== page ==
We caught up with our GDPR specialist Lewis Cockle about the latest Cookie update from the Information Commissioner’s Office and what we need to know to ensure we’re all implementing it correctly. 

At Natives, we’ve always helped the sector with advice and support around Cookies, check out what we said way back in 2012. 

Here’s what we found out…

Let’s jump straight in. Lewis, so what’s the latest in the world of Cookies?

Well, it’s certainly still not black and white, but recently the Information Commissioner’s Office (ICO) has further clarified their position on cookies and how they are affected by the General Data Protection Regulation (GDPR) and Privacy & Electronic Communications Regulation (PECR) 2003. Making things a little less ambiguous and a little easier to get your head around than when the last update came into play. 

Previously websites were required to notify and gather some kind of consent from users to store cookies in their browsers. But there were many interpretations of this regulation,  the most common being some form of the ‘cookie banner’. It was a relatively relaxed framework which didn’t conclusively say what type of consent was needed to place cookies on a browser. So it was left to interpretation, and the ICO finally put an end to that.

So does that mean the Cookie banner is dead? 

Not in so many words. The cookie banner isn’t dead; instead, it’s just time it evolved. With the new ruling, the Cookie Banner you present to your users needs to be sophisticated enough to ascertain informed consent, and provide users with adequate information regarding your Cookie policy. No longer is it enough to just announce you are using Cookies and users clicking “ok” or “accept” and continuing onto the site acquires that consent. So no, it’s not dead, and can be an effective mode of communication, but needs to be unambiguous, clear and specific.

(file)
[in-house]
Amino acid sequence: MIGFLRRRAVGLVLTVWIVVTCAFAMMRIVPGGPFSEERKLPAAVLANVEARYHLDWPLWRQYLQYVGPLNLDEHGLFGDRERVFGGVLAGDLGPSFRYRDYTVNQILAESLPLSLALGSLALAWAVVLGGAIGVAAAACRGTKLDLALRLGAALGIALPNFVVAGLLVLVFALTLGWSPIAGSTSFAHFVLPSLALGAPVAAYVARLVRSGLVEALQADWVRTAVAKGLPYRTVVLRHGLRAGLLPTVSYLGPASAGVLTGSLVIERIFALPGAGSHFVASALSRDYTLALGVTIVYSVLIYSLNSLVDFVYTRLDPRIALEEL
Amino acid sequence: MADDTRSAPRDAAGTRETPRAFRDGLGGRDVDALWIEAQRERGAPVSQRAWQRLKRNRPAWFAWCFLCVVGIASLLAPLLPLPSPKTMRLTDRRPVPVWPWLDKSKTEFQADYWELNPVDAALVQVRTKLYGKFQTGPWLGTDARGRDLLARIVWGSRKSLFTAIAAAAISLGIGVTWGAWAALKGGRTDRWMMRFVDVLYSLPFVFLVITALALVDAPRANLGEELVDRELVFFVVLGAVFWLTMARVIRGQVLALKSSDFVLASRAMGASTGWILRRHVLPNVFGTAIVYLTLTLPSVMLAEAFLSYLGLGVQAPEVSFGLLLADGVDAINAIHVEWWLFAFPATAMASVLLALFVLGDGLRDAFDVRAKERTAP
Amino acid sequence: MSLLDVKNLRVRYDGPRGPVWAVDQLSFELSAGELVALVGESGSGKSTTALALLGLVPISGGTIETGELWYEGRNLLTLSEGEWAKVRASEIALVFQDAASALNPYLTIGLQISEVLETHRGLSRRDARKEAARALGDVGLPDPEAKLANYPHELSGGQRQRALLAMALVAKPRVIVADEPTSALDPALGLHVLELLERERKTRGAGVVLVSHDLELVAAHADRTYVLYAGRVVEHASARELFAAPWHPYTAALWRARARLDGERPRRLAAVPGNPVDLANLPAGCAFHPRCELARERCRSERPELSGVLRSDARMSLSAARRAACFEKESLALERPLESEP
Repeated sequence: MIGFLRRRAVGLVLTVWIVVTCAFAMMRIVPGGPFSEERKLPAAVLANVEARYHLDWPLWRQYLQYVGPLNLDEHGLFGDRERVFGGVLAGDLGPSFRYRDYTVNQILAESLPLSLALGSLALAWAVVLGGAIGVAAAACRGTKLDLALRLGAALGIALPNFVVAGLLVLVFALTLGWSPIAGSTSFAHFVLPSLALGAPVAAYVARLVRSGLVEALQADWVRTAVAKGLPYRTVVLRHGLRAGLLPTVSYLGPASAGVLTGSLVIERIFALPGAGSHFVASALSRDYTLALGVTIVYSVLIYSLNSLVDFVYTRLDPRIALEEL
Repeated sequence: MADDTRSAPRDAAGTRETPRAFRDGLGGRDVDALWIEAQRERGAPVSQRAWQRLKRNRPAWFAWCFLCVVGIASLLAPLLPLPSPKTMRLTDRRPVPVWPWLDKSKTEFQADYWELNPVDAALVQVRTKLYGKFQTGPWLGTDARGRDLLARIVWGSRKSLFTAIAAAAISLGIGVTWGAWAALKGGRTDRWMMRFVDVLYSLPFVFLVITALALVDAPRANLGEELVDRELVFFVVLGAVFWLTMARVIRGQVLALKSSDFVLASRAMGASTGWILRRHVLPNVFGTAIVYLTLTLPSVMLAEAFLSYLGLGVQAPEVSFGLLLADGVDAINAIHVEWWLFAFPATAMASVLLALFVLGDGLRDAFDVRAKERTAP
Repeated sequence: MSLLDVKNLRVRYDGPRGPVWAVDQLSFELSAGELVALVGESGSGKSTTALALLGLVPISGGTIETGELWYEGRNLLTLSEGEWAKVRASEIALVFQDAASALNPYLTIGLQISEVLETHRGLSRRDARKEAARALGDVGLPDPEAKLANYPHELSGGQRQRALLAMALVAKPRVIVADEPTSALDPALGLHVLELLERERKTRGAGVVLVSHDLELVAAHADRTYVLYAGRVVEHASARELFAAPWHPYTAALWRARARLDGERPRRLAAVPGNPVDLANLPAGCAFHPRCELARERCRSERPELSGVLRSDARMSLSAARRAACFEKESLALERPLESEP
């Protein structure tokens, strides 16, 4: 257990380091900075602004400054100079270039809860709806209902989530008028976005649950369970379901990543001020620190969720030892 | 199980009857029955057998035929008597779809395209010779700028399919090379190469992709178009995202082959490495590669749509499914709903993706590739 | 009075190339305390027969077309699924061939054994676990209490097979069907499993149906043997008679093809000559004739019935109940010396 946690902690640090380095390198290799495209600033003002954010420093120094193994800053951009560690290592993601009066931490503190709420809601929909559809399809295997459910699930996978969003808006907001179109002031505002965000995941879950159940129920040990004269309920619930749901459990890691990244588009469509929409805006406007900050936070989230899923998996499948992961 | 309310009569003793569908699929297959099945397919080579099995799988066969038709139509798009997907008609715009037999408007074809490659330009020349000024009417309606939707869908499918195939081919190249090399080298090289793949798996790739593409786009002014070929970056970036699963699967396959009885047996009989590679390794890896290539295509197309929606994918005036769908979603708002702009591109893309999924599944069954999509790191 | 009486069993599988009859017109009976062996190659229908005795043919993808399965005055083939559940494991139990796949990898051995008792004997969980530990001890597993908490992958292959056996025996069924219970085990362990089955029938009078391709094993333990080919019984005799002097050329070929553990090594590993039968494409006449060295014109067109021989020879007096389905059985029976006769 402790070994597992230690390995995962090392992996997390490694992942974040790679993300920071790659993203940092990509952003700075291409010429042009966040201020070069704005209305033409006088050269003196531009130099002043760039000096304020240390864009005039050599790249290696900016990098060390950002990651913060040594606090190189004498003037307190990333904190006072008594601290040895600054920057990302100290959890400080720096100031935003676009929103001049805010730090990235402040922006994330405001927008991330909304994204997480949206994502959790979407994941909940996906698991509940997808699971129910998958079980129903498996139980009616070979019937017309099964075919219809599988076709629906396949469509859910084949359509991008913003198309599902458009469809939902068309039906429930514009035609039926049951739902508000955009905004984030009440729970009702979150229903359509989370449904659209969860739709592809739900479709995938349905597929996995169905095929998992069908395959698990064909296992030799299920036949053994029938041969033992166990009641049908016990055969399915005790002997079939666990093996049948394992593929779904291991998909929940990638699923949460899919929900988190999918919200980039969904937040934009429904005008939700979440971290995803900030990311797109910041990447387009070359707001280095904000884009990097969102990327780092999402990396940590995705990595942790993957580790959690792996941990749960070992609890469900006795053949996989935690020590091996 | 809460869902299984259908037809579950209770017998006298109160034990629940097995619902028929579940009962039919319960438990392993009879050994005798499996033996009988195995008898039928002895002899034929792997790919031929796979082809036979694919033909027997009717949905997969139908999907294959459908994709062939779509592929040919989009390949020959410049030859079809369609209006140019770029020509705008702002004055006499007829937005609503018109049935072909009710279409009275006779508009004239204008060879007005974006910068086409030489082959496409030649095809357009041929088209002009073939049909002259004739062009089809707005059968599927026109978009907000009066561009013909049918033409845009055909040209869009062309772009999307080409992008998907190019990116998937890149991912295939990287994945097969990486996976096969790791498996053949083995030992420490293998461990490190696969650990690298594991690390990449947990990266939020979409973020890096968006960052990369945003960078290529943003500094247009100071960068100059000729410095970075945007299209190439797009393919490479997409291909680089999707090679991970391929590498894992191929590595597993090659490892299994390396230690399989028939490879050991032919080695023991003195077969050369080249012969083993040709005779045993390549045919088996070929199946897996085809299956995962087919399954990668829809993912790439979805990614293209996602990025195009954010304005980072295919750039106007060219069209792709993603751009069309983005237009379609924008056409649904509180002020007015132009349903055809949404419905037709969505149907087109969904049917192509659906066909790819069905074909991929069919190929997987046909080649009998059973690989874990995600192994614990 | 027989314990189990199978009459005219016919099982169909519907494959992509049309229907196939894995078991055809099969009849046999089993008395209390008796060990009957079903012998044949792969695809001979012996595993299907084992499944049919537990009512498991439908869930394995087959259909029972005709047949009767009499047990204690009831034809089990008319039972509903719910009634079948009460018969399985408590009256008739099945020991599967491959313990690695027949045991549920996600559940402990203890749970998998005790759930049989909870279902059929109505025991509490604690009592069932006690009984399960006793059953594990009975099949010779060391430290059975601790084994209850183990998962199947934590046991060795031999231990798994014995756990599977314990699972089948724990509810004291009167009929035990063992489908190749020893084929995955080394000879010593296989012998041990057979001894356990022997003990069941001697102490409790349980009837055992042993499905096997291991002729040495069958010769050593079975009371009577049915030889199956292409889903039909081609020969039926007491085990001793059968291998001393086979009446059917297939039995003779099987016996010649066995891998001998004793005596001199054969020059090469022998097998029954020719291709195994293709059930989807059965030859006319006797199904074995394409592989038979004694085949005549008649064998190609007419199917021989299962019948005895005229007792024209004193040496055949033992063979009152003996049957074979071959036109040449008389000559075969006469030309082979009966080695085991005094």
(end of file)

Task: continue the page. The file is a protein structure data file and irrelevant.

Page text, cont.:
Cookie consent notices also need to be dynamic enough to obtain consent from users who use your site on several device types. 

What constitutes consent with this new regulation then? 

Consent for cookies must be freely given (in other words, the user can still proceed to your site regardless of if they accept or not); specific; unambiguous; informed; and must include a clear positive, affirmative action. Consent ascertained for Cookie use must be to the same standard as to what is required for GDPR. You can get up to speed on GDPR with one of our webinars here which is incredibly informative.

What are your top tips on making sure you’re complying with the updated ICO framework? 

I would say check out our friends over at Student Hut for the perfect example of a Cookie consent notice. They’ve got it spot on.

Student Hut Cookie Policy ICO Update

So what should student marketers do next? 

Well, of course, this blog post should not be used as legal advice, so if you are still unsure if your cookie policy or cookie banner is compliant or not, you should consult a legal professional. More information can be found on ICO's site so check that out too, including a useful flow diagram (Trust me, it's great.) But if your marketing strategy involves cookies at any stage, it really is crucial that you ensure that your cookie usage is compliant. 

And there you have it. If you would like to keep up with other industry and student marketing latest updates, you can with our awesome monthly Newsletter. An exclusive source of everything you need to know to really Think Student. 

Article by

Eleana Davidson Native Author

Eleana Davidson

Marketing Executive